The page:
While some countries in southeast Asia have seen decreases in dengue fever activity in 2014, compared to last year (Philippines and Thailand), Malaysia has seen a sharp increase in dengue fever cases and deaths this year prompting some Malaysia media to call dengue fever the “main enemy” to the public.
According to the Malaysian Director-general of Health, the total number of dengue fever cases reported on the Malay archipelago stands at 98,128 as of Dec. 6. This is a dramatic increase from the same period in 2013 when Malaysia saw 37,698 cases.
In addition, dengue fatalities during the same period also increased to 189 compared to 79 deaths the previous year, an increase of 139 per cent.
In the past 50 years, the incidence of dengue worldwide has increased 30-fold, largely as a consequence of the growth of cities and increased travel.
Dengue fever is an infectious disease carried by mosquitoes and caused by any of four relateddengue viruses. This disease used to be called “break-bone fever” because it sometimes causes severe joint and muscle pain that feels like bones are breaking.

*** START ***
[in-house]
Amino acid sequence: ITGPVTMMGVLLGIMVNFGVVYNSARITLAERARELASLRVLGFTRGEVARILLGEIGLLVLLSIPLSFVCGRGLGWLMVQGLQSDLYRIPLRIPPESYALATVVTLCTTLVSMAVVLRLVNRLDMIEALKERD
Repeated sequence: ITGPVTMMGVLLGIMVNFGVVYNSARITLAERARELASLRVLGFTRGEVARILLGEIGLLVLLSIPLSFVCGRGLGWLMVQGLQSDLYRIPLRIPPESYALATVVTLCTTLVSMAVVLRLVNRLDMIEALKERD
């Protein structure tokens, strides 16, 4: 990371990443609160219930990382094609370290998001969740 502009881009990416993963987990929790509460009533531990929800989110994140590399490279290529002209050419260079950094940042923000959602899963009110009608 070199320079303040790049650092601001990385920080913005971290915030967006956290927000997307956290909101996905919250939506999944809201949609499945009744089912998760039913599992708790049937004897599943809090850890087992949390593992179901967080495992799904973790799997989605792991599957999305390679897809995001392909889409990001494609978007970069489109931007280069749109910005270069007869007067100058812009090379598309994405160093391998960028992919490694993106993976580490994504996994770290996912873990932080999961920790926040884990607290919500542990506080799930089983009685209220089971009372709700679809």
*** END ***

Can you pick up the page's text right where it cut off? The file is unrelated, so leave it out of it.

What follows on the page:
People get the dengue virus from the bite of an infected Aedes mosquito. It is not contagious from person to person. For more infectious disease news and information, visit and “like” the Infectious Disease News Facebook page
There are three types of dengue fever in order of less severe to most: the typical uncomplicated dengue fever, dengue hemorrhagic fever (DHS) and dengue shock syndrome (DSS).
The World Health Organization (WHO) estimates there may be 50–100 million dengue infections worldwide every year. However, new research from the University of Oxford and the Wellcome Trust, using cartographic approaches, estimate there to be 390 million dengue infections per year worldwide.